And “this service” to which Garnett refers permits anyone interested in shopping for the best insurance premium--for homeowner, auto, fire, theft, flood, earthquake or property--to call NIRS at (800) 824-6205; the local number is (213) 207-7100. Any one of about a dozen agents on duty will feed the sort of coverage desired into the firm’s computer and, in a matter of minutes, will emerge with the name of the insurance company providing the best premium.

“This capability covers about 130 auto and homeowner plans now available to California residents,” Garnett adds. “And that amounts to about half of all the insurance carriers doing business in the state. Naturally, we don’t tie into the direct writers, such as State Farm and Allstate, but we’ll come up with the best rates among the others.”

Conceivably, Garnett admits, one of the large, direct writers of casualty insurance may have better premiums than those offered by the other 130 companies on NIRS’ list, but at the same time the search is simplified tremendously by being able to scan the rest of the competition with one phone call.

If the telephone rating service is gratis, what does NIRS get out of all this?

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There’s no obligation but, presumably, if NIRS flushes forth parallel coverage at a materially lower premium through one of the companies it monitors, Garnett says, the insurance shopper might then prefer to have Bancsure Insurance Services, a full-service, independent insurance agency affiliated with NIRS, write and service the new policy.

“What we have is an agency-management arrangement with all of the companies we monitor,” Garnett says, “which simply means that any time there’s a change required in the client’s policy--let’s say he sells his car and buys a new one--he can call and the endorsement will be prepared right on the spot, and he’ll know immediately what the new premium will be.”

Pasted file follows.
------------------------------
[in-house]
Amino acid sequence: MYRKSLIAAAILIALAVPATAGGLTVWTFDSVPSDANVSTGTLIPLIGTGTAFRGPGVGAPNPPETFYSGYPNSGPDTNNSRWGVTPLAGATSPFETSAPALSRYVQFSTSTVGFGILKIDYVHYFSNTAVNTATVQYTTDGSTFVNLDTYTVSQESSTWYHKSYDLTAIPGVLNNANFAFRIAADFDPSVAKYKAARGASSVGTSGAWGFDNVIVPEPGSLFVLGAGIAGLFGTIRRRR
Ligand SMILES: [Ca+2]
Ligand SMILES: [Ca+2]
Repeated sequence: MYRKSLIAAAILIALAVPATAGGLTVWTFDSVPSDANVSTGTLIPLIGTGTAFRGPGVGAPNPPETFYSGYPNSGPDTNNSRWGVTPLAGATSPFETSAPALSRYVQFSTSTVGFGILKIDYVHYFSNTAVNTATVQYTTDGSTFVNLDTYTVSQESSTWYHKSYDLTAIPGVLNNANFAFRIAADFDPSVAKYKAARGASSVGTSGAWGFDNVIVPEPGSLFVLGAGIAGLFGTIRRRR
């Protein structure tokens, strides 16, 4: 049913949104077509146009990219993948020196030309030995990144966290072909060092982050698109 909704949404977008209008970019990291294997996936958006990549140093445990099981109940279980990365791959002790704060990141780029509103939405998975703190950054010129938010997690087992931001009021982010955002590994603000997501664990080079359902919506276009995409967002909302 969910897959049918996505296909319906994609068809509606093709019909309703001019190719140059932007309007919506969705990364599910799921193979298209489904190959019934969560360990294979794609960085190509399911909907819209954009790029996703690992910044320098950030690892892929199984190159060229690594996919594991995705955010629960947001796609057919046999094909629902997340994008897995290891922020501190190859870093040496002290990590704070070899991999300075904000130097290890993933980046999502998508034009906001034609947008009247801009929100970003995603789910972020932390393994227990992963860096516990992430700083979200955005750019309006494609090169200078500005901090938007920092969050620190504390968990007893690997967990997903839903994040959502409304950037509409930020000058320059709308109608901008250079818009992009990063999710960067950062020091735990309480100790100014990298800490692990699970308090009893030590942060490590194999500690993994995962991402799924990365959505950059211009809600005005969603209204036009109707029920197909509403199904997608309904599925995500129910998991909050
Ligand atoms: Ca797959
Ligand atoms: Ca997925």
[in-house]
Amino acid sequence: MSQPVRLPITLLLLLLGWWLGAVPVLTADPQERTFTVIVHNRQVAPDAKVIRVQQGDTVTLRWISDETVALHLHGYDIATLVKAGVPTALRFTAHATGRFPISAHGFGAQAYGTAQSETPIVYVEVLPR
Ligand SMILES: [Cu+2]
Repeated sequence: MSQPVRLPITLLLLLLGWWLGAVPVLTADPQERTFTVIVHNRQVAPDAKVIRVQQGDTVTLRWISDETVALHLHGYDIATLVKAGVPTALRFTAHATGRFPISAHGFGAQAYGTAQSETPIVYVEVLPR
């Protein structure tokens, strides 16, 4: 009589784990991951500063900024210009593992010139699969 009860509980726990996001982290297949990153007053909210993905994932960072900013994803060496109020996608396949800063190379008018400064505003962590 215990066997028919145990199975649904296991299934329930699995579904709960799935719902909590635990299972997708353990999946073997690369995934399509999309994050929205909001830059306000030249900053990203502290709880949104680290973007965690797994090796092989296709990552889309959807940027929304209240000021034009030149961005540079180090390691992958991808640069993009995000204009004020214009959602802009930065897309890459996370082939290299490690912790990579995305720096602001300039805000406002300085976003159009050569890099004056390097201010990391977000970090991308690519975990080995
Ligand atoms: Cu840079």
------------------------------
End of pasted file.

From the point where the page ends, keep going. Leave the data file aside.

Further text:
Bancsure also has claims authority with most of the companies it services, Garnett adds. “And, in most cases, that means that Bancsure has check-writing authority to satisfy claims up to some dollar figure, commonly $1,000, immediately.”

Shopping around for the best premium in this confusing business, he adds, is well worth a single phone call.

“You can take two policyholders in identical situations--same area of town, same full coverage,” Garnett says, “and you’ll find semiannual premiums ranging all the way from $300 to $800.”

One factor that is currently stimulating interest in automobile insurance, he adds, is new legislation that goes into effect July 1. The new law makes it mandatory for all drivers stopped for any infraction of the law to present proof of insurance--or run the risk of incurring a separate citation, with a possible fine up to $500 on this count alone.

Q: It would be well to advise your readers not to be too quick to bite on the 25-cents-per-can rebate presently being advertised by Chevron Oil. After you have bought the can and obtained the rebate coupon at the check-out stand, you read the fine print at home and learn that in addition to the coupon and the sales receipt, you must cut out each of the uniform price-code symbols printed on the cardboard “cans.”

The obvious intent is to make the process so difficult that people will not follow through. They were successful in my case--I don’t intend to drain the cans into other containers so I can cut out the price-code symbols. I did send in the sales slip and coupon with a protest, but got back a form rejection.--W.R.R.

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A: Chevron’s public relations spokesman, Tom Walker, suggests that you were trying to make a harder job out of the cutout chore than the company had envisioned.

“The can is cardboard,” he said, “and it was intended that the customer would cut lightly around the code bars with a knife and simply peel off the bars without destroying the can in the process.”

Obviously, too enthusiastic an approach to this cutting job could well result in a messy lapful of oil.

You won’t have to worry about it any longer, however, because the offer--a 33-cent rebate on a quart of oil, $1.50 on a gallon, $2 on six quarts and $4 on 12 quarts--ended May 31.

Don G. Campbell cannot answer mail personally but will respond in this column to consumer questions of general interest. Write to Consumer VIEWS, You section, The Times, Times Mirror Square, Los Angeles 90053.